Hugh Grant plays Keith Michaels, a down-and-out Hollywood screenwriter who must learn to make it as a college teacher in a hamlet called Binghamton, NY, while he tries to steer his career back on track. Oh, he meets the dean (J.K. Simmons) and his colleagues, and he gets to know his class of students. And he moves in next to the school’s Shakespeare aficionado (Chris Elliott) and has a fling with an undergrad (Bella Heathcote). He pisses off an uptight professor and discovers that one of his students is a psychology major with two kids. She works at the college gift store and the local restaurant, and pops up out of nowhere whenever the plot needs to facilitate an awkward encounter. Does Keith fall in love with her? Is the grass green?
And Keith has a son he hasn’t spoken to in a year. Why? It’s the usual mumbo jumbo: His only son is his career. He has an agent, who makes the occasional phone call while performing routine agent activities, like bouncing on fitness balls, or doing dumbbell curls, or driving, or getting coffee.
The psychology mum is played by Marisa Tomei. Boy, has she landed in the shallow end of the wading pool recently. Her character does very little except to stir trouble, smile, and gaze longingly into the sullen eyes of Keith, who frets so much about the destiny of his sunken career that he could salvage it by, yes, writing a screenplay about it! But no, that would be too easy for a movie like this. The gods of romantic comedy decree that all plausible and obvious solutions be put aside in favour of half-baked indecisions that lead nowhere.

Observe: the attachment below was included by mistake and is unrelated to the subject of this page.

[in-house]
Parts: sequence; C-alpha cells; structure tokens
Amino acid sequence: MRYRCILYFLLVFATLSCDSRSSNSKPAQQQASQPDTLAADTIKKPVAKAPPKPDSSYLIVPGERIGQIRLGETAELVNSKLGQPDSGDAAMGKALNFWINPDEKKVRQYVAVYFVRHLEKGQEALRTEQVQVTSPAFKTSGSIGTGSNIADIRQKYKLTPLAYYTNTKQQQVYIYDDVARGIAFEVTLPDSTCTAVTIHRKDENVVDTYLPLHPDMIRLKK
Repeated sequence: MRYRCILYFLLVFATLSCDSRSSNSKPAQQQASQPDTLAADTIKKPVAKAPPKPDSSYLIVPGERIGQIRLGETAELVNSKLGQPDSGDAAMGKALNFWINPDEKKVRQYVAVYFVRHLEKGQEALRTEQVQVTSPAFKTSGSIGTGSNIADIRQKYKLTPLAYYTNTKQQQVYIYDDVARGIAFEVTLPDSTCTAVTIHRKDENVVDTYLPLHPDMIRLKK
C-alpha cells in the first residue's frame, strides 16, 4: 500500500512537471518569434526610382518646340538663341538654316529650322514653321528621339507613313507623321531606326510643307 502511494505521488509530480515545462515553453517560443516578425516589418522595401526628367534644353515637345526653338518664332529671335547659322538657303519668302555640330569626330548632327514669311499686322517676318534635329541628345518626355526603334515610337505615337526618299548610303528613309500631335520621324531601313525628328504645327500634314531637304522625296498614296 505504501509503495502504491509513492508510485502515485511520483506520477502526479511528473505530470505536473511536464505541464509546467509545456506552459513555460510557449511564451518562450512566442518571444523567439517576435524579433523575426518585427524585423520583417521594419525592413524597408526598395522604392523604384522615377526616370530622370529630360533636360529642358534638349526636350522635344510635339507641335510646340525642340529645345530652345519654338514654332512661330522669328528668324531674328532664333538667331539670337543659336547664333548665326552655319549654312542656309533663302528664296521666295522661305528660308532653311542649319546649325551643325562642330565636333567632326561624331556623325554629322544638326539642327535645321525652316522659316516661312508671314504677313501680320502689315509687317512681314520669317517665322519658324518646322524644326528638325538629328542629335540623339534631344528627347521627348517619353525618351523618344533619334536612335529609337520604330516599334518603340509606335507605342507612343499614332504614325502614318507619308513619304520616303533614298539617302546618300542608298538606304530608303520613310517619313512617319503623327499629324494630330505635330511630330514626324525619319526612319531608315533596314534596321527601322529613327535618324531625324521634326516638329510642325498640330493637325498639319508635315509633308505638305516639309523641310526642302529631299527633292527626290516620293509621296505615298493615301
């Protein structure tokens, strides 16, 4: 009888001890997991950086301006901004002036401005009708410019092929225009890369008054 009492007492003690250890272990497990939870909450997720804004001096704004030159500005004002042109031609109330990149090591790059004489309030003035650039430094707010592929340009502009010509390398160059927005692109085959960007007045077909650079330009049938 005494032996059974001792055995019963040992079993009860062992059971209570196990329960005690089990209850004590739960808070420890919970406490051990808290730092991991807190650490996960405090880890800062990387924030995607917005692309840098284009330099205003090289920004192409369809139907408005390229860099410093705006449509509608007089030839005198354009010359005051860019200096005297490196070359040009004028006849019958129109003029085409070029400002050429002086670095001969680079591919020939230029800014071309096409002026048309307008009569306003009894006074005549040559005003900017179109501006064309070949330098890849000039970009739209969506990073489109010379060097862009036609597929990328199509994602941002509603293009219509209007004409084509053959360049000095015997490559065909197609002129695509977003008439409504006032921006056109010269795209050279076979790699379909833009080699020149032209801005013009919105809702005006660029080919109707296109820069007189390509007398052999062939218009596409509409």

Does the uptight professor (Allison Janney) find out about Keith’s affair with his student? Maybe she does. Maybe she doesn’t. But have a think — which would be more interesting?
Let’s say she does find out. Uh oh. What are the chances she’d have him fired? Better yet, what are the chances she’d fire him, have an abrupt change of heart, then rehire him on a clean slate? Does Keith call his estranged son? Does the son answer? I’ll let you do the maths. Rest assured, your calculations will be accurate. How do I know this? We’ve all seen romantic comedies. Some are better than others. Some are worse. If you’ve seen any starring Hugh Grant as a self-deprecating desperado, you will not be disappointed by what The Rewrite has to offer. It’s soft and cuddly, and does little to generate anything particularly arousing. Yes, it’s fun to see Grant mock himself so professionally, like he always does. And any movie based on romance fiction that mentions Kurosawa and Bergman in the same sentence deserves a pat on the back. But let’s face it, what’s new here?
Best Moment | Any time the plot focuses on screenwriting instead of love.
Worst Moment | Any time the plot focuses on love instead of screenwriting.